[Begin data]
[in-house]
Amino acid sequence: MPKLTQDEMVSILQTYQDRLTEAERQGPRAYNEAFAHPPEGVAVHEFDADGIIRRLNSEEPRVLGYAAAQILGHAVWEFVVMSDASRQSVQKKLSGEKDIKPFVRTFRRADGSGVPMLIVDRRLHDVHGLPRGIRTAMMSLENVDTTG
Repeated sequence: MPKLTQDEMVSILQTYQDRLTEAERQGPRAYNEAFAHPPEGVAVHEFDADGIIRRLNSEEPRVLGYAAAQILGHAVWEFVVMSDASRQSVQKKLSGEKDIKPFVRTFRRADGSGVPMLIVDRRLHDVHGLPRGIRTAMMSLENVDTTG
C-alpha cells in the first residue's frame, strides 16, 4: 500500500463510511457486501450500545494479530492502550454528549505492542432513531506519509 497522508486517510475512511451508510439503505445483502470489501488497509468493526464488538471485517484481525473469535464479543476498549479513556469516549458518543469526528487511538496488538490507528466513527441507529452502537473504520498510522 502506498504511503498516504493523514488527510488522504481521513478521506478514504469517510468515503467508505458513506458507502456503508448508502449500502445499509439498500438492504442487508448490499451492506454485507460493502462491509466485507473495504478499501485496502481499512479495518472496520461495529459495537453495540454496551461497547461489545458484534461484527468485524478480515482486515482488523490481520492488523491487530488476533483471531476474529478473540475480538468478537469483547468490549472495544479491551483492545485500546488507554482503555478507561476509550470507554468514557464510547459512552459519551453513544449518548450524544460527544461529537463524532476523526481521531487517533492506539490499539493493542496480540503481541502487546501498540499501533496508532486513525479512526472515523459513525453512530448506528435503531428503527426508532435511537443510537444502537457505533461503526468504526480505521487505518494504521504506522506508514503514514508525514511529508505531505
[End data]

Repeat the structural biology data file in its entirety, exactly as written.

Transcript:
[in-house]
Amino acid sequence: MPKLTQDEMVSILQTYQDRLTEAERQGPRAYNEAFAHPPEGVAVHEFDADGIIRRLNSEEPRVLGYAAAQILGHAVWEFVVMSDASRQSVQKKLSGEKDIKPFVRTFRRADGSGVPMLIVDRRLHDVHGLPRGIRTAMMSLENVDTTG
Repeated sequence: MPKLTQDEMVSILQTYQDRLTEAERQGPRAYNEAFAHPPEGVAVHEFDADGIIRRLNSEEPRVLGYAAAQILGHAVWEFVVMSDASRQSVQKKLSGEKDIKPFVRTFRRADGSGVPMLIVDRRLHDVHGLPRGIRTAMMSLENVDTTG
C-alpha cells in the first residue's frame, strides 16, 4: 500500500463510511457486501450500545494479530492502550454528549505492542432513531506519509 497522508486517510475512511451508510439503505445483502470489501488497509468493526464488538471485517484481525473469535464479543476498549479513556469516549458518543469526528487511538496488538490507528466513527441507529452502537473504520498510522 502506498504511503498516504493523514488527510488522504481521513478521506478514504469517510468515503467508505458513506458507502456503508448508502449500502445499509439498500438492504442487508448490499451492506454485507460493502462491509466485507473495504478499501485496502481499512479495518472496520461495529459495537453495540454496551461497547461489545458484534461484527468485524478480515482486515482488523490481520492488523491487530488476533483471531476474529478473540475480538468478537469483547468490549472495544479491551483492545485500546488507554482503555478507561476509550470507554468514557464510547459512552459519551453513544449518548450524544460527544461529537463524532476523526481521531487517533492506539490499539493493542496480540503481541502487546501498540499501533496508532486513525479512526472515523459513525453512530448506528435503531428503527426508532435511537443510537444502537457505533461503526468504526480505521487505518494504521504506522506508514503514514508525514511529508505531505